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Ajamu Hollis pleads guilty to manslaughter in death of Daemon Bell

Daemon Bell (File photograph)

A man charged with murdering Daemon Bell, an off-duty corrections officer, has pleaded guilty to a lesser count of manslaughter.

Ajamu Hollis made the plea yesterday morning, almost three weeks after his Supreme Court murder trial began and a day before a jury was set to begin deliberations.

Charles Richardson, counsel for Hollis, said after the hearing that it was the right result and that his client had long sought to plead guilty to manslaughter.

The matter will return to the court in April for a sentencing date to be set.

During the trial, the court heard that Mr Bell died after he was struck in the face with a gardening hoe by Hollis in an incident at Shelly Bay Field on February 2, 2022.

Prosecution witnesses said that Hollis, who was often referred to as “Pumpkin”, had approached Dion Ball Jr, Mr Bell’s brother-in-law, and joined a conversation about sports.

They claimed that Hollis became increasingly agitated and began to throw items from his bike seat, including a paintbrush and spanners, at Mr Ball.

Hollis then left the area on his bike, with prosecution witnesses stating that he told them he would be back.

CCTV footage from a nearby business showed Hollis ride away from the area, returning to the scene a little more than two minutes later with a garden hoe.

Prosecution witnesses told the court that Mr Bell got out of his car and walked towards Hollis, who struck him twice with the weapon before dropping it.

CCTV footage then showed Hollis walking away from the area, with Mr Ball and another man, David Cumberbatch, following him.

While Mr Cumberbatch was seen to ride Hollis’s bike back towards the field, Mr Ball continued to follow Hollis with a wooden bat in his hand, scuffling near the main road.

When a police car drove past the area, Hollis was seen to leave the area while Mr Ball handed the bat to someone else and returned to the field.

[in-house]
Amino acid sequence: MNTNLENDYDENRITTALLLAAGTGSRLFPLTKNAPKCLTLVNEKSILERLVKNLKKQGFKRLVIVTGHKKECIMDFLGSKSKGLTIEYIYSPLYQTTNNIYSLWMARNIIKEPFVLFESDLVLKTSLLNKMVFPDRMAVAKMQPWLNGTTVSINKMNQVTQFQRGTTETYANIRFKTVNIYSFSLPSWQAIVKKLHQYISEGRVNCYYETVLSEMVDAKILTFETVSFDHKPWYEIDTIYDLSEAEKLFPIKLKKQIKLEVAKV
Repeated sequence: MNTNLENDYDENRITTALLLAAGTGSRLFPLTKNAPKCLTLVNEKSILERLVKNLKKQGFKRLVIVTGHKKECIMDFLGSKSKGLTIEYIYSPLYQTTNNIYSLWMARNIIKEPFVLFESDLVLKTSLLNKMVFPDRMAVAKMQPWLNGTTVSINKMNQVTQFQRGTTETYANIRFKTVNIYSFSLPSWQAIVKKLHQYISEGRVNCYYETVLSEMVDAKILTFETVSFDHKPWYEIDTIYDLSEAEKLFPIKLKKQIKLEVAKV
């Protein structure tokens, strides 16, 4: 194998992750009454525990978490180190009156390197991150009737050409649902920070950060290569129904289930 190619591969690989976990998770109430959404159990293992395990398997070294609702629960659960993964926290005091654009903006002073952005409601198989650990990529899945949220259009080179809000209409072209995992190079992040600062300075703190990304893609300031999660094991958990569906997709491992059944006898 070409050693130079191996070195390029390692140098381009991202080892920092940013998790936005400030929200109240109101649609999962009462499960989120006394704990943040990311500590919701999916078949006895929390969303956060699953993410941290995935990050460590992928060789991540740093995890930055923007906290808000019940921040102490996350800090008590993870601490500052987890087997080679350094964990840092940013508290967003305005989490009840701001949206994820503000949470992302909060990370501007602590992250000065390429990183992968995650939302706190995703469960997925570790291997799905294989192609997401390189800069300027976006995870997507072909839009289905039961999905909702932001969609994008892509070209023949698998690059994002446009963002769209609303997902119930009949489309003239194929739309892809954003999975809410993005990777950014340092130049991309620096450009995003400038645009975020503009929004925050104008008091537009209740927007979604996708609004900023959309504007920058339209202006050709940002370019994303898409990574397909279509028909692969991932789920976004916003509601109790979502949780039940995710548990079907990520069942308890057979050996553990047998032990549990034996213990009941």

Hollis was arrested later that afternoon after being told by his mother that a community policing officer he knew was looking for him.

Mr Bell was taken to King Edward VII Memorial Hospital for treatment, but subsequently died of his injuries.

Hollis accepted throughout the trial that he had struck Mr Bell with the hoe, but maintained that it had been one blow, not two, and that he had felt threatened.

While prosecutors said he was the aggressor throughout the incident, Hollis alleged that Mr Ball was the one who had become angry during their argument.

He claimed that he had thrown items because he feared he was going to be “jumped” and that Mr Bell had approached him with the wooden bat in his right hand and punched him with his left hand.

Hollis said he fled the area without saying anything about returning, but discovered that he had left a lockbox at the field that contained cash and drug-treatment medication.

He said he went back to the area to get the box and brought the hoe hoping that it would discourage those at the field from attacking him, but as he walked through the area, Mr Bell approached him with the bat, leading to the fatal blow.

During the trial, Mr Richardson questioned the cause of Mr Bell’s death, noting evidence from Michael Steckbauer, the forensic pathologist who carried out the autopsy.

The pathologist said Mr Bell had died from asphyxiation after blood blocked his airways.

Dr Steckbauer added that patients with the type of fracture Mr Bell had suffered would usually be intubated because the injuries were known to cause heavy bleeding.

However, he said he saw no evidence that Mr Bell had been intubated, stating that if he had received different treatment he could have survived his injuries.

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